Our work on the Learning to Live Together (LTLT) began about 7 years ago, though in January 2014 a diverse group of religious institutions came together to launch again its implementation in El Salvador in order to respond to the reality that our country faces. A reality where there are several positive and negative aspects.
Since I got to know Learning to Live Together I discovered its potential to encourage interfaith coexistence, the possibility to meet one another and discover unity in the midst of diversity, the possibility to identify ourselves with the dreams of others, and know that we also have the ability to build new relationships and promote nonviolent alternatives.
Given the multiple contributions that Learning to Live Together has had among the young people from our religious institutions and its influence in formal and non-formal education, we decided to work on its implementation in six focal groups or communities of practice and accompany those processes by systematizing the experiences and learning throughout a period of ten months.
The LTLT implementation process caught the attention of more groups than we expected, and now there are nine focal groups involved in the process and enthusiastic to continue growing. We trained 30 participants during the LTLT Basic Training Workshop held in January and since then 10 more have joined the process. The experiences have been very rewarding.
Each Community of Practice developed its own action plan during the workshop and along the way they had adapted it and made changes to respond to the social changes in each community and at the national level. For various reasons violent actions have increased in the country, which has directly affected some of the members of the communities of practice. Despite the difficulties, the facilitators have shown their long standing commitment and voluntary work as well as their belief that it is necessary to work for our children.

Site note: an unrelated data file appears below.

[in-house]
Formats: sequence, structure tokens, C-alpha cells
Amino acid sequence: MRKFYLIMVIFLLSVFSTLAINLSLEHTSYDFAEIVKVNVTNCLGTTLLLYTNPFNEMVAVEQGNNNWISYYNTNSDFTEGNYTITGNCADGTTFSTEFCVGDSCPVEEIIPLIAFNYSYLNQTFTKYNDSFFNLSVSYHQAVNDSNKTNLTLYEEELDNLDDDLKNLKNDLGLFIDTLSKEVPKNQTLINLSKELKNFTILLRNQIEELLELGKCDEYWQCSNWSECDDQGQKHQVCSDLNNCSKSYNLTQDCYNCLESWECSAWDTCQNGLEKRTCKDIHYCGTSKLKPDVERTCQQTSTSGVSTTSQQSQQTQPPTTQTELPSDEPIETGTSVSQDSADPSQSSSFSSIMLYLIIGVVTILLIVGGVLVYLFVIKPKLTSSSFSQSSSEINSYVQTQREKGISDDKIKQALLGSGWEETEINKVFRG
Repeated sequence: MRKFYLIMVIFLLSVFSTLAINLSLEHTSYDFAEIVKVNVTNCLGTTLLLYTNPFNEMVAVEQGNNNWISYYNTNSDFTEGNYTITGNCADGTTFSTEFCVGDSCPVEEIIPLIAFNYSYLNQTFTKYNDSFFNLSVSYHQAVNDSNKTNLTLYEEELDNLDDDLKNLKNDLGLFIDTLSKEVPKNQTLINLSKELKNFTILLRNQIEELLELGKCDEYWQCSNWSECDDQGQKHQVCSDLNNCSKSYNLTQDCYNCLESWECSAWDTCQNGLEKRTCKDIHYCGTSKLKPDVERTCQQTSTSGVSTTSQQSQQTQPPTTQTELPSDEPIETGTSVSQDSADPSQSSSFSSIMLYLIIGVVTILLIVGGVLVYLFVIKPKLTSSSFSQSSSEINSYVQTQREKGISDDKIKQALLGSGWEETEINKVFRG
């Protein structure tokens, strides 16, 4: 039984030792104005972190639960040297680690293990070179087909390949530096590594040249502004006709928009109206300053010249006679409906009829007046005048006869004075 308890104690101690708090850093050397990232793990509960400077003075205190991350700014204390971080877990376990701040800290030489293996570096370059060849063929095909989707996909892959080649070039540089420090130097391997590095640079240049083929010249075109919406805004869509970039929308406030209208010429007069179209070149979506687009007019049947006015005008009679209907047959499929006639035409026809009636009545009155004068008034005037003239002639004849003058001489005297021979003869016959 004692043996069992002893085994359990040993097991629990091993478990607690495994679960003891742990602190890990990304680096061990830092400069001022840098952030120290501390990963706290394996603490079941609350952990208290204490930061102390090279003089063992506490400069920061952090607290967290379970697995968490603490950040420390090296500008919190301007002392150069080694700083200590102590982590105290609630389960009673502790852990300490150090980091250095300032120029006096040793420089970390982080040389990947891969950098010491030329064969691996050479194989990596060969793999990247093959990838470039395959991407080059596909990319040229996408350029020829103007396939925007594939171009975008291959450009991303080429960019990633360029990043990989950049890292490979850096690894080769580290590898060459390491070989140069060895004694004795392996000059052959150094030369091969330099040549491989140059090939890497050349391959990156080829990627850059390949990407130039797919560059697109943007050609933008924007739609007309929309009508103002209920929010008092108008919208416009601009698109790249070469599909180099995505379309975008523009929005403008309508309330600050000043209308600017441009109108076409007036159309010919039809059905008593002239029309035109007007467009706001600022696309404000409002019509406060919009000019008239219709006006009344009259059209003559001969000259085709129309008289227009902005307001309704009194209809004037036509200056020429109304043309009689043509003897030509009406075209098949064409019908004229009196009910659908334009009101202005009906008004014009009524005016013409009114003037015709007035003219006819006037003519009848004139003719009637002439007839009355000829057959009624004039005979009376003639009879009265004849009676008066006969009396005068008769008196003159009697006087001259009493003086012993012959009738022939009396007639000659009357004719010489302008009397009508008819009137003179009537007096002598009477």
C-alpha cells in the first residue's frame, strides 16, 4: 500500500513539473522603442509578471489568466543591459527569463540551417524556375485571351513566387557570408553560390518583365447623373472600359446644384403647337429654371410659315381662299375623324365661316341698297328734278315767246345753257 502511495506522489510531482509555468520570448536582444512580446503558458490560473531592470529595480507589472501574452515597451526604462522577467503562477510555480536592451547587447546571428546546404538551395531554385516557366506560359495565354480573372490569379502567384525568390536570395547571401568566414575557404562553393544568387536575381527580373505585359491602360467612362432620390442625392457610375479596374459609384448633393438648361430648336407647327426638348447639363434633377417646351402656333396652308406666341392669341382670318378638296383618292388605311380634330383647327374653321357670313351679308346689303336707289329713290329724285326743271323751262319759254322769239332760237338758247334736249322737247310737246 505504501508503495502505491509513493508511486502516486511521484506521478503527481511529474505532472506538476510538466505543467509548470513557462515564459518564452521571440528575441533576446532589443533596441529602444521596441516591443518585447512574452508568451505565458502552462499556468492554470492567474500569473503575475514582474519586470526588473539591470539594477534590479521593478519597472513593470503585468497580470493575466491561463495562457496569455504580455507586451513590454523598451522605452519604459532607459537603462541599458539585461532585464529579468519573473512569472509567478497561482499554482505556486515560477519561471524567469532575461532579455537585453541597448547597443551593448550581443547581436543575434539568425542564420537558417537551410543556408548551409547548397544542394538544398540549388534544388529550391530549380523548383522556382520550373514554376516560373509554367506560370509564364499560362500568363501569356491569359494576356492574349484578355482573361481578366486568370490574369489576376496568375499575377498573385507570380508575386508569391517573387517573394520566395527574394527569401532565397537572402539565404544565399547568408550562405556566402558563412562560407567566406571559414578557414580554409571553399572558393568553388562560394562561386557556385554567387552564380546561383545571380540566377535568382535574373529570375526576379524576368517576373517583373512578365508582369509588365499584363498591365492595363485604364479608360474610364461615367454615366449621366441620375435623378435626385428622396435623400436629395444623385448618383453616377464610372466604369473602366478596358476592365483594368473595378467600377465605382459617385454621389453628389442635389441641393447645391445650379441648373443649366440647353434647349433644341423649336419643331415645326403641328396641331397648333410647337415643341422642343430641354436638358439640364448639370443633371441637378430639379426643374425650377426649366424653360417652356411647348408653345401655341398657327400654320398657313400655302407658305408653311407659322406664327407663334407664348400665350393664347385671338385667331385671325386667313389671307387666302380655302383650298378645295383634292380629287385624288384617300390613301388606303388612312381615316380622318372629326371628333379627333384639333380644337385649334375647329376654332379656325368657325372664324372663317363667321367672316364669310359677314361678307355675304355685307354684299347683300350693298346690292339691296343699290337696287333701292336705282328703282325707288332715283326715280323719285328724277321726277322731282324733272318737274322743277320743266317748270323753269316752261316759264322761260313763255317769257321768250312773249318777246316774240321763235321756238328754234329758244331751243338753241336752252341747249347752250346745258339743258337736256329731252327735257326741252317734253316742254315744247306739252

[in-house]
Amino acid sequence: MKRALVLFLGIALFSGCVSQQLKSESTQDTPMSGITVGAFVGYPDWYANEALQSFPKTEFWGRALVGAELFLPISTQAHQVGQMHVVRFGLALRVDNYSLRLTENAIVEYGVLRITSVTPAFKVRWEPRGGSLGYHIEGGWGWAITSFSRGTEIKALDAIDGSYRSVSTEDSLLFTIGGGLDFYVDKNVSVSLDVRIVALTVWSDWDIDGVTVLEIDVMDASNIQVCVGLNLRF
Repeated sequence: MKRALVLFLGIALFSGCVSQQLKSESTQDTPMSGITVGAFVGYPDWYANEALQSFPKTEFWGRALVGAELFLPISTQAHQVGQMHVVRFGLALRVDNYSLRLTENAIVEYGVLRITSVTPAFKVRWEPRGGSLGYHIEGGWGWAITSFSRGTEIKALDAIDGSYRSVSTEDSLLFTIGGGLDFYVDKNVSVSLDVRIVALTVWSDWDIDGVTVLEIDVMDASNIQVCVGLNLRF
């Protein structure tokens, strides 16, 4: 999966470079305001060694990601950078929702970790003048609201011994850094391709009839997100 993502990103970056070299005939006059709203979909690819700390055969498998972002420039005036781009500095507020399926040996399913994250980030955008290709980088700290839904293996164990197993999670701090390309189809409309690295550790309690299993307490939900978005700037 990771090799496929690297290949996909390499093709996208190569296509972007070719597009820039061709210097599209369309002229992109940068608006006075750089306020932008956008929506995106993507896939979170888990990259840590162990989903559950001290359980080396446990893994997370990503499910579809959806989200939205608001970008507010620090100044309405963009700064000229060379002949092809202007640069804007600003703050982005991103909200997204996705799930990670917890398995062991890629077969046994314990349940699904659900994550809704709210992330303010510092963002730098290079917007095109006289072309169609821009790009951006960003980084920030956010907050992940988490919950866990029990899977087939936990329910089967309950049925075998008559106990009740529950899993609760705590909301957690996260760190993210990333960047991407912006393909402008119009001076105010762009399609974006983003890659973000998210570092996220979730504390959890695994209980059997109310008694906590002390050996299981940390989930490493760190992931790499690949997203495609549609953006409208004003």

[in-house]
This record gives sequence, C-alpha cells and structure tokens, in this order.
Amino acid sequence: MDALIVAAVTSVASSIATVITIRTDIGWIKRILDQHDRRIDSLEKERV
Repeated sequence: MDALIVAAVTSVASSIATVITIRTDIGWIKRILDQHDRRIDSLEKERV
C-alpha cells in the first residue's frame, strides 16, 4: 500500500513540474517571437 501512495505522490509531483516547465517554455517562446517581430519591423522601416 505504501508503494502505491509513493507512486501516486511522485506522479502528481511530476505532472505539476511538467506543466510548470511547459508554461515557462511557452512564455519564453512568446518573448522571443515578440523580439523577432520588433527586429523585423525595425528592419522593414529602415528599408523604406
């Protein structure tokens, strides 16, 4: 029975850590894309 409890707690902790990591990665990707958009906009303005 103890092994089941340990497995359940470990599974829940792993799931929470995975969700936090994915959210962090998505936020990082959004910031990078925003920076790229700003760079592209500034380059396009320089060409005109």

This process has allowed us to recognize the valuable lives of those who are facilitating the implementation of the LTLT manual, their experiences, their thoughts, the spirituality they share with us and that we strengthen during our meetings.
It has also allowed us to get closer to our childhood; it has enlightened us to be able to better direct our path and walk together along a shared space, a space where we feel identified with one another, where we enjoy living together and where we feel safe; and so one is filled of joy and hope when we see the smiles of our children, when we listen to their sincere opinions, full of good questions that come from their innocence, and that precisely are asked because in the adult world we have complicated the human relationships.
Up until now, there are 4 communities of practice that have begun implementing the LTLT more systematically, involving approximately 400 children. It is expected that as we extend to the other five communities of practice we can double the amount reached so far.
The learning we have had so far continue to motivate us, helping us to create better strategies to serve. We, children, youth and facilitators that are involved in the process, can only conclude that we are learning to live together.